Improving dietary quality in youth with type 1 diabetes: randomized clinical trial of a family-based behavioral intervention.

Auteur(s) :
Nansel TR., Lipsky LM., Laffel LM., Mehta SN., Haynie DL., Volkening LK., Butler DA., Higgins LA., Liu A.
Date :
Mai, 2015
Source(s) :
The international journal of behavioral nutrition and physical activity. #12:1 p58
Adresse :
Health Behavior Branch, Division of Intramural Population Health Research, Eunice Kennedy Shriver National Institute of Child Health and Human Development, 6100 Executive Blvd. Rm 7B13R, MSC 7510, Bethesda, MD, USA. nanselt@mail.nih.gov.

Sommaire de l'article

BACKGROUND
Diets of children with type 1 diabetes are low in fruits, vegetables, and whole grains, and high in foods of minimal nutritional value, increasing risk for future adverse health outcomes. This 18-month randomized clinical trial tested the effect of a family-based behavioral intervention integrating motivational interviewing, active learning, and applied problem-solving on the primary outcomes of dietary intake and glycemic control among youth with type 1 diabetes.

METHODS
A parallel-group study with equal randomization was conducted at an outpatient, free-standing, multidisciplinary tertiary diabetes center in the United States. Eligible youth were those age 8-16 years with type 1 diabetes diagnosis ≥1 year and hemoglobin A1c (HbA1c) ≥6.5% and ≤10.0%. Participants were 136 parent-youth dyads (treatment n = 66, control n = 70). The intervention consisted of 9 in-clinic sessions delivered to the child and parent; control condition comprised equivalent assessments and number of contacts without dietary advice. Dietary intake was assessed using 3-day diet records at 6 time points across the 18-month study. Dietary outcomes included the Healthy Eating Index-2005 (HEI2005; index measuring conformance to the 2005 United States Dietary Guidelines for Americans) and Whole Plant Food Density (WPFD; number of cup or ounce equivalents per 1000 kcal of whole grains, whole fruit, vegetables, legumes, nuts, and seeds consumed). HbA1c was obtained every 3 months. Overall comparison of outcome variables between intervention and usual care groups was conducted using permutation tests.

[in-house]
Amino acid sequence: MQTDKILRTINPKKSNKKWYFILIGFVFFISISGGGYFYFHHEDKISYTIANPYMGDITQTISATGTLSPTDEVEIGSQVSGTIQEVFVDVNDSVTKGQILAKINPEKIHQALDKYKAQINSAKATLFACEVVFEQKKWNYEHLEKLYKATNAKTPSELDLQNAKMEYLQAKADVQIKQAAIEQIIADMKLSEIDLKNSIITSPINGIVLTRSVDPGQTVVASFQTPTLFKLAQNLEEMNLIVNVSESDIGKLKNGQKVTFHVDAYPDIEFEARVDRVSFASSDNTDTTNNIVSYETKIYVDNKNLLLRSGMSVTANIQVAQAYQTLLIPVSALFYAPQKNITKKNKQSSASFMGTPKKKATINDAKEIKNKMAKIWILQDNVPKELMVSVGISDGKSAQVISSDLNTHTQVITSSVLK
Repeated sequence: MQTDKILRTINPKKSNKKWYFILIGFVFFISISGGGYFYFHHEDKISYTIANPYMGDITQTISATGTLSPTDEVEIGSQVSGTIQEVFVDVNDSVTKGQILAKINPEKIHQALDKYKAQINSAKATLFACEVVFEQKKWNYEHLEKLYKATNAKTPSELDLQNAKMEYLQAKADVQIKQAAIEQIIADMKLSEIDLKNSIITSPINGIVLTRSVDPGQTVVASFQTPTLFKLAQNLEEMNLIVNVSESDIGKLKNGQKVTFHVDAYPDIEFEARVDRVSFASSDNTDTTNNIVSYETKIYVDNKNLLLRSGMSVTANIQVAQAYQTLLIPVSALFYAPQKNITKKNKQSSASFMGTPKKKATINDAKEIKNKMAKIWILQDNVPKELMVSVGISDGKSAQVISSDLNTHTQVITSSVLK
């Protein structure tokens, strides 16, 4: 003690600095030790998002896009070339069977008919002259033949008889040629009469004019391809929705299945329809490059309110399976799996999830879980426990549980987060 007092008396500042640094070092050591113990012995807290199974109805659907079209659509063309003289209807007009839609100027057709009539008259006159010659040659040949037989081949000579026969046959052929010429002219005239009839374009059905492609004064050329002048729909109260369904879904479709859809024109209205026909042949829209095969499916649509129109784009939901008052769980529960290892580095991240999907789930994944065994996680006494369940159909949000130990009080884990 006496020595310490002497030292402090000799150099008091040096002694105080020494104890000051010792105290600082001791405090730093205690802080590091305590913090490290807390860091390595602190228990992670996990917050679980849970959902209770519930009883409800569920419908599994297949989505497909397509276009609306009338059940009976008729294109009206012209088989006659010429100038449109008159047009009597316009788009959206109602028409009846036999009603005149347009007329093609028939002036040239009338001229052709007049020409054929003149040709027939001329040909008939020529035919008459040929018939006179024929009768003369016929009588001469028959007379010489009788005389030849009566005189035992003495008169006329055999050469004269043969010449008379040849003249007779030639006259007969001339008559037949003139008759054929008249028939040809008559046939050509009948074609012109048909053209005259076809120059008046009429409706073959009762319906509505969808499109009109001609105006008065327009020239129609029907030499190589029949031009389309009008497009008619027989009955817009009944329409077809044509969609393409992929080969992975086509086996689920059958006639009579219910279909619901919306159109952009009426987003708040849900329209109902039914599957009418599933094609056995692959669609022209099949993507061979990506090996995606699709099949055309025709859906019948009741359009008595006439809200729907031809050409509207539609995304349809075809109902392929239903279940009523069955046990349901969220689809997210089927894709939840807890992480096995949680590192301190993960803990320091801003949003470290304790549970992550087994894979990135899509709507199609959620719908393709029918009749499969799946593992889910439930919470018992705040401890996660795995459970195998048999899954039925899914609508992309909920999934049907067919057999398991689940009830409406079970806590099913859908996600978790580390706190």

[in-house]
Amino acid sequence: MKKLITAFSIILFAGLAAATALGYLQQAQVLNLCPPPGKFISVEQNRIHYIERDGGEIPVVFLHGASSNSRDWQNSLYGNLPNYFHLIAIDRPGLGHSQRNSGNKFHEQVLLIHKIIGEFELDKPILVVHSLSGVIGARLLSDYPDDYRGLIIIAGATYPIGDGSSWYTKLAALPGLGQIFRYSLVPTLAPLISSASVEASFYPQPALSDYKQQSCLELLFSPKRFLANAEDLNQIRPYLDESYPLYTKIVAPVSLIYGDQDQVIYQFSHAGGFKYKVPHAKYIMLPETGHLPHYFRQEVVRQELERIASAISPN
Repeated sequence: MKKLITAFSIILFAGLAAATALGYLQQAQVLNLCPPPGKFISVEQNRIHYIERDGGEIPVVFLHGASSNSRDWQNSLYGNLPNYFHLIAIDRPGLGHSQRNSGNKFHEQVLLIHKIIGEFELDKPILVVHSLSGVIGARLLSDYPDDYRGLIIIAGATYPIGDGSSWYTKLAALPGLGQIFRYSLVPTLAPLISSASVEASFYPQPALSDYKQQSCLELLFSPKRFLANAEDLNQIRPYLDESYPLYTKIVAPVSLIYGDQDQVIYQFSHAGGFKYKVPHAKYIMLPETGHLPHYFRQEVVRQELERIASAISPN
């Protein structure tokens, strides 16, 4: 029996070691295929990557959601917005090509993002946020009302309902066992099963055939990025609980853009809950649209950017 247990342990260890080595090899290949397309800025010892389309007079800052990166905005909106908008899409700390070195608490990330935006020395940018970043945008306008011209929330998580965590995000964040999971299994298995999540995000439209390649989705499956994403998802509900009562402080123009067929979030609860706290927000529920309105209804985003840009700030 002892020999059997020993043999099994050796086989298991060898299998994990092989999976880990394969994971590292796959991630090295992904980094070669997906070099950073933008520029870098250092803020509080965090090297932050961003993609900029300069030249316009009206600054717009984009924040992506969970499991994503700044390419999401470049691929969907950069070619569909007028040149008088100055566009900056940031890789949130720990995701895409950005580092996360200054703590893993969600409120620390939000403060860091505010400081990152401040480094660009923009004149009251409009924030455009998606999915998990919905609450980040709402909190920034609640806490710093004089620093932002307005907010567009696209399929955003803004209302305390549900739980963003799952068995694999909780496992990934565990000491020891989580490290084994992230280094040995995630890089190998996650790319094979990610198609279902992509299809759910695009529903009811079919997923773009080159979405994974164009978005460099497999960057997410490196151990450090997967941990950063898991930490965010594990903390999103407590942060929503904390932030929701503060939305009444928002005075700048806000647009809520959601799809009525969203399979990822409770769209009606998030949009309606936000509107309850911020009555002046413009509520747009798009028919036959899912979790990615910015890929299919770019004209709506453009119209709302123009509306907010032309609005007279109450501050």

RESULTS
There was a positive intervention effect across the study duration for HEI2005 (p = .015) and WPFD (p = .004). At 18 months, HEI2005 was 7.2 greater (mean ± SE 64.6 ± 2.0 versus 57.4 ± 1.6), and WPFD was 0.5 greater (2.2 ± 0.1 versus 1.7 ± 0.1) in the intervention group versus control. There was no difference between groups in HbA1c across the study duration.

CONCLUSIONS
This behavioral nutrition intervention improved dietary quality among youth with type 1 diabetes, but did not impact glycemic control. Findings indicate the potential utility of incorporating such strategies into clinical care, and suggest that improvement in diet quality can be achieved in families living with this burdensome disease.

Source : Pubmed
Retour